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Do You Suffer From Seasonal Affective Disorder (SAD)?

| January 10, 2014

SEASONAL AFFECTIVE DISORDER from WAGM-TV on Vimeo.

Many people during the long winter months become depressed due to the cold temperatures and lack of sunlight. If you feel depressed during the same time each year, you may have Seasonal Affective Disorder, or SAD. SAD is a type of depression, so many of the symptoms are similar.

“People will feel more down, they get a little bit more moodier, their moods can be up and down, but they definitely feel the change, the shortening of the days, because the light does seem to help us out a lot when it comes to how well we feel,” says Nurse Practitioner, Kim Cousins of Pines Health Services.

Cousins says the lack of daylight in the winter months definitely plays a big role in our moods. So big, that light therapy is a treatment for people with SAD.

“People will look for light therapy, they can benefit sometimes from behavioral health, or psychotherapy, and some people ¬†actually benefit from being on medication during those months that are most problematic for them,” says Cousins.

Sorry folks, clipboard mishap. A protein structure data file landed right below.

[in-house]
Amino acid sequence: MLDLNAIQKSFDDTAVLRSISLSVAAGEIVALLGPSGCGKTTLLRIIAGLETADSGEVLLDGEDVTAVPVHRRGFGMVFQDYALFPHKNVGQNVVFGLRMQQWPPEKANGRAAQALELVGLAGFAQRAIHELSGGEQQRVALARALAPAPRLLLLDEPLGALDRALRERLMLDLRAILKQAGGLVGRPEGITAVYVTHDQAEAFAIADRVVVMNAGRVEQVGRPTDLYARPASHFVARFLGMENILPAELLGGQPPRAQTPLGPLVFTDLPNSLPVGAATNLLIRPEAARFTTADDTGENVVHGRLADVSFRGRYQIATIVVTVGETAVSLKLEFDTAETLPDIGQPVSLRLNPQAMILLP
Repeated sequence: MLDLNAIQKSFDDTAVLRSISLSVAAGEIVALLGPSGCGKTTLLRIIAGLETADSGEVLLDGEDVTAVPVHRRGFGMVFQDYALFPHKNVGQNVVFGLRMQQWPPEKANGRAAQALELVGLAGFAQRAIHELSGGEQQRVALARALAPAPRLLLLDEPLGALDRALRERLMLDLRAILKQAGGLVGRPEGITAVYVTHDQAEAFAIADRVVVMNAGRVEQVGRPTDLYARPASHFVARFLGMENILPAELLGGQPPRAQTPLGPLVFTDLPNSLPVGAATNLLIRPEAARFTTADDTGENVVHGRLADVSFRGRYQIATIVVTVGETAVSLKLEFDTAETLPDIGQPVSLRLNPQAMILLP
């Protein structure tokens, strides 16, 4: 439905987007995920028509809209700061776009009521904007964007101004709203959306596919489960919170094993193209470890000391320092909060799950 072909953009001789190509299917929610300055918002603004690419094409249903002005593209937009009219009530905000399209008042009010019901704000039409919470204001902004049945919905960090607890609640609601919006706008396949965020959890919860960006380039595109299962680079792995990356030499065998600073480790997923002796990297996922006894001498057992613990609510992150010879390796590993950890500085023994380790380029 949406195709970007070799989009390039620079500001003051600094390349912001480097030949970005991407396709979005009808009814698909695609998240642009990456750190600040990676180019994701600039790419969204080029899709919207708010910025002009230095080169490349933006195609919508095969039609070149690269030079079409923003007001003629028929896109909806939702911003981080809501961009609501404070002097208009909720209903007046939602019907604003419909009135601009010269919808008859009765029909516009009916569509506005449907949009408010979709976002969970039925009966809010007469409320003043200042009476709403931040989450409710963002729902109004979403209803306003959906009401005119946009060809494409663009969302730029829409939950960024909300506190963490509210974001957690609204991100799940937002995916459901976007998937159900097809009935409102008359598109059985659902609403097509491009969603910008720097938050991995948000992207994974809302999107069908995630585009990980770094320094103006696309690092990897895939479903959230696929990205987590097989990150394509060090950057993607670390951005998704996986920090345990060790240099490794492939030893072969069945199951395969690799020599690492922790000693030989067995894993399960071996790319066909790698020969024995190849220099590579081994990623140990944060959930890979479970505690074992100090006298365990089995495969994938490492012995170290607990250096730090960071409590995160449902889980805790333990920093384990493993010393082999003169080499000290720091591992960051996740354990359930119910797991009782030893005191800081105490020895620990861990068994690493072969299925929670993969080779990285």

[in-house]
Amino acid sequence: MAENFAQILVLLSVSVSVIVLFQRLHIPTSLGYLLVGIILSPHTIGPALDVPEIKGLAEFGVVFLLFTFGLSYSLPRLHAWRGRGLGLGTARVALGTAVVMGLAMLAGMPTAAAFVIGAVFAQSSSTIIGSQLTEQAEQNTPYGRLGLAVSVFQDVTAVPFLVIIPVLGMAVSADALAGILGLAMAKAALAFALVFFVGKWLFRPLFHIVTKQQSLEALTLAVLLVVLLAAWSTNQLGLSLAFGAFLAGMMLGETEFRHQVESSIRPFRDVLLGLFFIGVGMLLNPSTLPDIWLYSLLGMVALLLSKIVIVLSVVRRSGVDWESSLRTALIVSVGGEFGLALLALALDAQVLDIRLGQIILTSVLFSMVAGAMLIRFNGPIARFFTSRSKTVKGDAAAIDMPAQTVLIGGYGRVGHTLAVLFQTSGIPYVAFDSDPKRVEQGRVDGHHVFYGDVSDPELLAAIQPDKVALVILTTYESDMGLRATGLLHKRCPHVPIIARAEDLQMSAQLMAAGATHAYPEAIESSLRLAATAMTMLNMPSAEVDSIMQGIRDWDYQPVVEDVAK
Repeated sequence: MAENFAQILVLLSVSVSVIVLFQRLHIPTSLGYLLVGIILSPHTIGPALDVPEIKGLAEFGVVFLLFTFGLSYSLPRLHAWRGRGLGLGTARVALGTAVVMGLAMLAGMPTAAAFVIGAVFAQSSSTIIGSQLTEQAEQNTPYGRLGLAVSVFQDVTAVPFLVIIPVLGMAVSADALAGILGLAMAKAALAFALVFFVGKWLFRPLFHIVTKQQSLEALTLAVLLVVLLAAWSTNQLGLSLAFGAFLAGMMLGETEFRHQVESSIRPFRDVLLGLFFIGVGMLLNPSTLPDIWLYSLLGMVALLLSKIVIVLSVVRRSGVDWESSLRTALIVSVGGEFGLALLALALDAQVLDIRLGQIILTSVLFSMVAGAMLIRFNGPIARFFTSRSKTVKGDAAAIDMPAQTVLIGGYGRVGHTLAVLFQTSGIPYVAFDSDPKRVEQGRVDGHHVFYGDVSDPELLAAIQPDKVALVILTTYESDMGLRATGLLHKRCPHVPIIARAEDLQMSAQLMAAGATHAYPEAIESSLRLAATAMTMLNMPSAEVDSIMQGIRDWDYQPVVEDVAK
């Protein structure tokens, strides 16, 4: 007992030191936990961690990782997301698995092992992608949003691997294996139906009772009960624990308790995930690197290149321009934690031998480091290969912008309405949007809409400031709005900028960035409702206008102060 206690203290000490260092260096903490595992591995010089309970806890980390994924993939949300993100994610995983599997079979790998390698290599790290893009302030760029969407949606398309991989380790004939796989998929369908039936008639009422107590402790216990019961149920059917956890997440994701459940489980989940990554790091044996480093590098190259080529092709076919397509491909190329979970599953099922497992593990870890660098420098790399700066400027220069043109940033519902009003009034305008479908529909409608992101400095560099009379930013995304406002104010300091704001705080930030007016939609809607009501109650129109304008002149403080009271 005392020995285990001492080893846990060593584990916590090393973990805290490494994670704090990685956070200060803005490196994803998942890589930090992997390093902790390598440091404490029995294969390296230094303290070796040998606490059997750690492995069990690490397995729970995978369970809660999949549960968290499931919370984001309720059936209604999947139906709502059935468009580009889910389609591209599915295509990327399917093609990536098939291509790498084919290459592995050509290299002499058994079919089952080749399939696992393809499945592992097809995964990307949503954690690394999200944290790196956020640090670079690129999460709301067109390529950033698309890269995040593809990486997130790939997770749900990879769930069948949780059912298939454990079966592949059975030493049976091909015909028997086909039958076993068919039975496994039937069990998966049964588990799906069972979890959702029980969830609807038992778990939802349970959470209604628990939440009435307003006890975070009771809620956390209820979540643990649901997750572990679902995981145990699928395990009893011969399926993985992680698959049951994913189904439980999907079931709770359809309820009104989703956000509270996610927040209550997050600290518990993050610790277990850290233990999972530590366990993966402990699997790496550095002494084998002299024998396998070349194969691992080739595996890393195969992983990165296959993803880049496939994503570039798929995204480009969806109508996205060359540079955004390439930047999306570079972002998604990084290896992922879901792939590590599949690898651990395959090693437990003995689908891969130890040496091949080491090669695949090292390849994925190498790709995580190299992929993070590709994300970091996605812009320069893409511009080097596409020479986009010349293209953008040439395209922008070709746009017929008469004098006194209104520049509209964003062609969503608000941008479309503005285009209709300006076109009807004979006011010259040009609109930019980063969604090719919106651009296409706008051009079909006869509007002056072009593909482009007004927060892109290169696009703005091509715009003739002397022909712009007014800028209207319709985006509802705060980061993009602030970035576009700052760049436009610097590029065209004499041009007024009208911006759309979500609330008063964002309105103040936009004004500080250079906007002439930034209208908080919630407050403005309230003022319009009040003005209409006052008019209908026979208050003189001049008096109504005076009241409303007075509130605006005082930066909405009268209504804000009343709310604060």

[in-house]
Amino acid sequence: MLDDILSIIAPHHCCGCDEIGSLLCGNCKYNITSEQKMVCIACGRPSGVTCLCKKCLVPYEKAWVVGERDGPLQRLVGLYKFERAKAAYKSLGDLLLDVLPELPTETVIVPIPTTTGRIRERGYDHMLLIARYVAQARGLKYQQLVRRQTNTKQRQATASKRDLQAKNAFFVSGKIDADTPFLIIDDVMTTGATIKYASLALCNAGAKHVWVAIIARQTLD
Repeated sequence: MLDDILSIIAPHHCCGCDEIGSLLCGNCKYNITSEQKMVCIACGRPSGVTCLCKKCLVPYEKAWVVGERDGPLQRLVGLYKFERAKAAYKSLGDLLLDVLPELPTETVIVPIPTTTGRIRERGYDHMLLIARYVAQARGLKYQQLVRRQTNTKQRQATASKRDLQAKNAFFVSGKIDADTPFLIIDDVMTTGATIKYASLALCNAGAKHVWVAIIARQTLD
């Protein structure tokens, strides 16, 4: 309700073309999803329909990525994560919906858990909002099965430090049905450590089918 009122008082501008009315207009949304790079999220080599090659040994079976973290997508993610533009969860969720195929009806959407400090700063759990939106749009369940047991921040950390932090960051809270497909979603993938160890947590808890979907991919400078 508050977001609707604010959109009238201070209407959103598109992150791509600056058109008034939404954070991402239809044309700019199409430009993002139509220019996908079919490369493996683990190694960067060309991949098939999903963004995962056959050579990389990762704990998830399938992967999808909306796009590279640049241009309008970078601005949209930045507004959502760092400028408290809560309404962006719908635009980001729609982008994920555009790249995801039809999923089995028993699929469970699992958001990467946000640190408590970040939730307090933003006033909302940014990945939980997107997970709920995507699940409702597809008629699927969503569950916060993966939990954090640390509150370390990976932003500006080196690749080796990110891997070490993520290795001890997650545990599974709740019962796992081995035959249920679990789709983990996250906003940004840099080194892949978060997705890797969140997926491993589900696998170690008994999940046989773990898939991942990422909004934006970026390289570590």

With the long winters and shorter days here in Northern Maine, many cases of SAD are seen by doctors and nurses on a daily basis.

“Throughout our daily practices, we’ll see handfuls of people that come in with those very symptoms. Not everyone feels that they need to be treated, but they will mention that it’s a harder time of year for them, and yes because it is such a long period of time for us,” says Cousins.

Cousins says anyone can have SAD, but the elderly are more vulnerable since they tend to stay inside more. It also occurs more in women than in men. The important thing though is to take control of your Seasonal Affective Disorder and get help before it starts affecting your life.

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